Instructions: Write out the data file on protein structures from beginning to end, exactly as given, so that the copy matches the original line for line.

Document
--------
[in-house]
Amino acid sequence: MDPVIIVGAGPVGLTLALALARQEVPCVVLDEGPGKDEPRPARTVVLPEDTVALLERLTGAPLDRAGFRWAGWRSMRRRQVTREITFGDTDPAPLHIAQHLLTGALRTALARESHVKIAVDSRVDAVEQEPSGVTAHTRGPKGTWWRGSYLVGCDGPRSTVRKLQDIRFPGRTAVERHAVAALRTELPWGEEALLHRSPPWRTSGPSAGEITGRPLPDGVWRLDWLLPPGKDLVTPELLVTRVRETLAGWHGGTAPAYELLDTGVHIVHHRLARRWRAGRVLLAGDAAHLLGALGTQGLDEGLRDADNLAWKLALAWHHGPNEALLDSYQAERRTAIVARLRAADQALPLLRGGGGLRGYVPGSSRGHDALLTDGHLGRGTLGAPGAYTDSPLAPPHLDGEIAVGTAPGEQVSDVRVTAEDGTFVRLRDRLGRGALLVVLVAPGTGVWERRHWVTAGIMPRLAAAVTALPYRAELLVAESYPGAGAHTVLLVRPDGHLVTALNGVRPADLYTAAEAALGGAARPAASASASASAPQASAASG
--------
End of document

[in-house]
Amino acid sequence: MDPVIIVGAGPVGLTLALALARQEVPCVVLDEGPGKDEPRPARTVVLPEDTVALLERLTGAPLDRAGFRWAGWRSMRRRQVTREITFGDTDPAPLHIAQHLLTGALRTALARESHVKIAVDSRVDAVEQEPSGVTAHTRGPKGTWWRGSYLVGCDGPRSTVRKLQDIRFPGRTAVERHAVAALRTELPWGEEALLHRSPPWRTSGPSAGEITGRPLPDGVWRLDWLLPPGKDLVTPELLVTRVRETLAGWHGGTAPAYELLDTGVHIVHHRLARRWRAGRVLLAGDAAHLLGALGTQGLDEGLRDADNLAWKLALAWHHGPNEALLDSYQAERRTAIVARLRAADQALPLLRGGGGLRGYVPGSSRGHDALLTDGHLGRGTLGAPGAYTDSPLAPPHLDGEIAVGTAPGEQVSDVRVTAEDGTFVRLRDRLGRGALLVVLVAPGTGVWERRHWVTAGIMPRLAAAVTALPYRAELLVAESYPGAGAHTVLLVRPDGHLVTALNGVRPADLYTAAEAALGGAARPAASASASASAPQASAASG